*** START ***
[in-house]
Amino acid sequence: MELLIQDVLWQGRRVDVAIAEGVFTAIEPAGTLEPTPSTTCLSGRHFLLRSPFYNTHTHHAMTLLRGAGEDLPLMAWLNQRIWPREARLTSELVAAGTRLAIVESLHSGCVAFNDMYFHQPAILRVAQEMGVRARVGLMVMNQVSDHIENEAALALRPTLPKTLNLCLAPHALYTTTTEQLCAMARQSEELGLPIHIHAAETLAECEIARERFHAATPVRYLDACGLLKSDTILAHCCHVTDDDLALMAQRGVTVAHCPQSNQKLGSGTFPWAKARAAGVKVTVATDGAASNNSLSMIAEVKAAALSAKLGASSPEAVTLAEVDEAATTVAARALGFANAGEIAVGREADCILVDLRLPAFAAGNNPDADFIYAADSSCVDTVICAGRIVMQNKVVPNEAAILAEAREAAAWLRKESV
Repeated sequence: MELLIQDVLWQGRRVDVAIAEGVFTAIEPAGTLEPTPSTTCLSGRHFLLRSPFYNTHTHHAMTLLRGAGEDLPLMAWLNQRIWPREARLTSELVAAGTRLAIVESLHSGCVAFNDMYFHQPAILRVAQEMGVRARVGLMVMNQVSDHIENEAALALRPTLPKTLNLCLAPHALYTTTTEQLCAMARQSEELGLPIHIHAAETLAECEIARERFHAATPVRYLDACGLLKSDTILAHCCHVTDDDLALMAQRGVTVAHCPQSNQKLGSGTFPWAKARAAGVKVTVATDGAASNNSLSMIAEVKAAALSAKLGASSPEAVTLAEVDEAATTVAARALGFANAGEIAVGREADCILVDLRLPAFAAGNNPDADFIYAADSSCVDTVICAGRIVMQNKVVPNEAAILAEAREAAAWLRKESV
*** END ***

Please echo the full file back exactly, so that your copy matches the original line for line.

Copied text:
[in-house]
Amino acid sequence: MELLIQDVLWQGRRVDVAIAEGVFTAIEPAGTLEPTPSTTCLSGRHFLLRSPFYNTHTHHAMTLLRGAGEDLPLMAWLNQRIWPREARLTSELVAAGTRLAIVESLHSGCVAFNDMYFHQPAILRVAQEMGVRARVGLMVMNQVSDHIENEAALALRPTLPKTLNLCLAPHALYTTTTEQLCAMARQSEELGLPIHIHAAETLAECEIARERFHAATPVRYLDACGLLKSDTILAHCCHVTDDDLALMAQRGVTVAHCPQSNQKLGSGTFPWAKARAAGVKVTVATDGAASNNSLSMIAEVKAAALSAKLGASSPEAVTLAEVDEAATTVAARALGFANAGEIAVGREADCILVDLRLPAFAAGNNPDADFIYAADSSCVDTVICAGRIVMQNKVVPNEAAILAEAREAAAWLRKESV
Repeated sequence: MELLIQDVLWQGRRVDVAIAEGVFTAIEPAGTLEPTPSTTCLSGRHFLLRSPFYNTHTHHAMTLLRGAGEDLPLMAWLNQRIWPREARLTSELVAAGTRLAIVESLHSGCVAFNDMYFHQPAILRVAQEMGVRARVGLMVMNQVSDHIENEAALALRPTLPKTLNLCLAPHALYTTTTEQLCAMARQSEELGLPIHIHAAETLAECEIARERFHAATPVRYLDACGLLKSDTILAHCCHVTDDDLALMAQRGVTVAHCPQSNQKLGSGTFPWAKARAAGVKVTVATDGAASNNSLSMIAEVKAAALSAKLGASSPEAVTLAEVDEAATTVAARALGFANAGEIAVGREADCILVDLRLPAFAAGNNPDADFIYAADSSCVDTVICAGRIVMQNKVVPNEAAILAEAREAAAWLRKESV